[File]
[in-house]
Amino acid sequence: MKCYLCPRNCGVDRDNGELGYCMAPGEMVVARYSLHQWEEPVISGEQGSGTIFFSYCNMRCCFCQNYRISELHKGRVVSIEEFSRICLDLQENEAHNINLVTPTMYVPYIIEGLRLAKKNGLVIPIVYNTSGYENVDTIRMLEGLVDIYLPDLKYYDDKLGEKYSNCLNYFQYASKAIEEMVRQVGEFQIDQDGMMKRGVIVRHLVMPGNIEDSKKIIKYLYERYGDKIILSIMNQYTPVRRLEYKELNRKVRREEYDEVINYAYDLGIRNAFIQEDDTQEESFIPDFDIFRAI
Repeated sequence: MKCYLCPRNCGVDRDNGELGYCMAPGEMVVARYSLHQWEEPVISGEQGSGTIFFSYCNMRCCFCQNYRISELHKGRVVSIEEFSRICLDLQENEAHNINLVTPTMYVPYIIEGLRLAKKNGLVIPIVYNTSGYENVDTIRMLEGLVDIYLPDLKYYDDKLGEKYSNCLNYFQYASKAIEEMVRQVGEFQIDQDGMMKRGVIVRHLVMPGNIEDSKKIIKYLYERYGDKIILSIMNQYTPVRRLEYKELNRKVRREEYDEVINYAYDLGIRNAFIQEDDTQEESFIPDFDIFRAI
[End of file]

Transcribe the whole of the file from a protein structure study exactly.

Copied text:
[in-house]
Amino acid sequence: MKCYLCPRNCGVDRDNGELGYCMAPGEMVVARYSLHQWEEPVISGEQGSGTIFFSYCNMRCCFCQNYRISELHKGRVVSIEEFSRICLDLQENEAHNINLVTPTMYVPYIIEGLRLAKKNGLVIPIVYNTSGYENVDTIRMLEGLVDIYLPDLKYYDDKLGEKYSNCLNYFQYASKAIEEMVRQVGEFQIDQDGMMKRGVIVRHLVMPGNIEDSKKIIKYLYERYGDKIILSIMNQYTPVRRLEYKELNRKVRREEYDEVINYAYDLGIRNAFIQEDDTQEESFIPDFDIFRAI
Repeated sequence: MKCYLCPRNCGVDRDNGELGYCMAPGEMVVARYSLHQWEEPVISGEQGSGTIFFSYCNMRCCFCQNYRISELHKGRVVSIEEFSRICLDLQENEAHNINLVTPTMYVPYIIEGLRLAKKNGLVIPIVYNTSGYENVDTIRMLEGLVDIYLPDLKYYDDKLGEKYSNCLNYFQYASKAIEEMVRQVGEFQIDQDGMMKRGVIVRHLVMPGNIEDSKKIIKYLYERYGDKIILSIMNQYTPVRRLEYKELNRKVRREEYDEVINYAYDLGIRNAFIQEDDTQEESFIPDFDIFRAI